ORLANDO, Fla. – Cape Canaveral is just 100 miles east of the J.W. Marriott Grande Lakes.
Surely Scott Boras had that in mind when he was asked about the New York Mets on Wednesday as the general managers' meetings came to a close. Meeting with a pack of reporters in the lobby of the resort hotel, Boras suddenly became the Prince of Puns when asked about the Mets.
"The Mets are like NASA," the high-powered agent said. "They have big rockets, a lot of platforms and very few astronauts. Astronauts are hard to find. They've got one guy with the Wright Stuff and a lot of Arm-strongs but they need more astronauts.
Boras, of course, was referring to third baseman David Wright, the franchise cornerstone and young right-handed starters Matt Harvey and Zack Wheeler. Harvey, a Boras client, will miss next season, though, after undergoing Tommy John reconstructive elbow surgery last month.
The Mets have had five losing seasons, including consecutive 74-88 seasons. Despite playing in the largest market in the country, they again will not big players in the free agent market this winter as the franchise is still recovering from the fortune owner Fred Wilpon lost in the Bernard Madoff Ponzi scheme.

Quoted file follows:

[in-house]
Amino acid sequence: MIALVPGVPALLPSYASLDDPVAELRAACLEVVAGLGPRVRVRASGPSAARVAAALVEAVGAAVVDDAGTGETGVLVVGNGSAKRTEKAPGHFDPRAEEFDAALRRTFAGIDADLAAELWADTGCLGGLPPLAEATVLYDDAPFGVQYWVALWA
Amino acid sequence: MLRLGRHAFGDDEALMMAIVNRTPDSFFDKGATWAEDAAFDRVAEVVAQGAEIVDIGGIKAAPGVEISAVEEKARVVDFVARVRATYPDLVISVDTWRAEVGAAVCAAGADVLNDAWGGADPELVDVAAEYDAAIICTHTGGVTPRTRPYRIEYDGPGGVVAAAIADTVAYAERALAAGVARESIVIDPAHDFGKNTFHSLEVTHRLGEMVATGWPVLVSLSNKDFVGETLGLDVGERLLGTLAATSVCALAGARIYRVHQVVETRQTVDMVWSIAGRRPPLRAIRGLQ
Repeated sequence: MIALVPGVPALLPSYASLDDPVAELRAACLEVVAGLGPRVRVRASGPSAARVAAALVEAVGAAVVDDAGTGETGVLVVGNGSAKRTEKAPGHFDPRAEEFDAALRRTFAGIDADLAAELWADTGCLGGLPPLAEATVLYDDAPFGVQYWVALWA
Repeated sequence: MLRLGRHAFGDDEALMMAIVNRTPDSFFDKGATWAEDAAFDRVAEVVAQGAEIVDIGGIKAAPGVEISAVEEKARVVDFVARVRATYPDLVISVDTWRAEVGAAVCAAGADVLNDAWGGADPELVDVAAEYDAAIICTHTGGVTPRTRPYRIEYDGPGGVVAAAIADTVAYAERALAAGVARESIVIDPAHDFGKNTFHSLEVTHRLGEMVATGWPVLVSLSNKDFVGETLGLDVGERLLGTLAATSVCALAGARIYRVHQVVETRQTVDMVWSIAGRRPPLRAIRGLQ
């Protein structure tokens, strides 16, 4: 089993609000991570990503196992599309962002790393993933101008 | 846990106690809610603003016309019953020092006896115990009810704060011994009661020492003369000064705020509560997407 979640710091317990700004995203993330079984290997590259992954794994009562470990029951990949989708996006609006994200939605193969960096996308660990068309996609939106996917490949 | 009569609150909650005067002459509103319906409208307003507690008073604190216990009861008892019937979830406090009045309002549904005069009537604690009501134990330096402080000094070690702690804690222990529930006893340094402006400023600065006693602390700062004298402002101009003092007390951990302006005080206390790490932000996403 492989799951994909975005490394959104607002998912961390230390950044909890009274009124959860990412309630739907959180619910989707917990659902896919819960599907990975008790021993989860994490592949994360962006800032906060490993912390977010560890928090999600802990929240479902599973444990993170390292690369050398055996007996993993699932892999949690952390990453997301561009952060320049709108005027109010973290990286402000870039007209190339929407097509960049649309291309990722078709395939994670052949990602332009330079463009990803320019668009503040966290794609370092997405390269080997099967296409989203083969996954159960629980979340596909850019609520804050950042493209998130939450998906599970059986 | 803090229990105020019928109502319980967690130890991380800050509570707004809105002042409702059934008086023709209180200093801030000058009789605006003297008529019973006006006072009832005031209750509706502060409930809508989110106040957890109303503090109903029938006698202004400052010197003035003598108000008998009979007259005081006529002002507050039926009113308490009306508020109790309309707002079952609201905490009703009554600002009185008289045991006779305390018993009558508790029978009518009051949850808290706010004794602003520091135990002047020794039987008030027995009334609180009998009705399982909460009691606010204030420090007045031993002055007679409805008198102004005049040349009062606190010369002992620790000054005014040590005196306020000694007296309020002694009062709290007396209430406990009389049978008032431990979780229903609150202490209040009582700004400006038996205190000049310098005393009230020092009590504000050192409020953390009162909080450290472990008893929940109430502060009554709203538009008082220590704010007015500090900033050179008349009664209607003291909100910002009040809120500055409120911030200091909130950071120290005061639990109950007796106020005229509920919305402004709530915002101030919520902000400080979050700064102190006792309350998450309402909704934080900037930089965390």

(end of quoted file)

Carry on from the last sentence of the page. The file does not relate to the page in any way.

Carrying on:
The Mets' projected outfield, at the moment, is Eric Young Jr. in left field, Juan Lagares in center and Lucas Duda in right. Yet the Boras said the Mets have not expressed in signing two of his clients who are among the top astronauts, er, outfielders on the open market in Jacoby Ellsbury and Shin-Soo Choo.
Ellsbury's 52 stolen bases led the American League this year while he batted .298 with nine home runs in 134 games for the World Series-winning Boston Red Sox. Choo hit .285 with 21 homers, 20 steals and a .423 on-base percentage in 154 games for the Cincinnati Reds.
Boras' expectation is that both players will sign nine-figure contracts.
Mets general manager Sandy Alderson took Boras' remarks in stride and even jokingly said he was going to meet with an undisclosed free agent for a "Sonic burger."
"I'll just say I'm not sure Scott has his intergalactic analogies completely correct or even if I understand what he meant," Alderson said with a smile.
Boras was also willing to share his thoughts on another large-market franchise that has lost with regularity in recent seasons – the Chicago Cubs, who have gone a combined 127-197 over the last two years.
Boras believes the Ricketts family has put a greater priority on renovating Wrigley Field than winning since buying the club for $845 million from the Tribune Company in 2009. The Cubs haven't had a winning record in the four full seasons since the sale.
"You're developing the infrastructure but fans don't come to see seats, grass and cement," Boras said. "They come to see players. They've got a really good core of young players coming but you expect more when a family buys a major-market club than what they've done on the field. It's disappointing."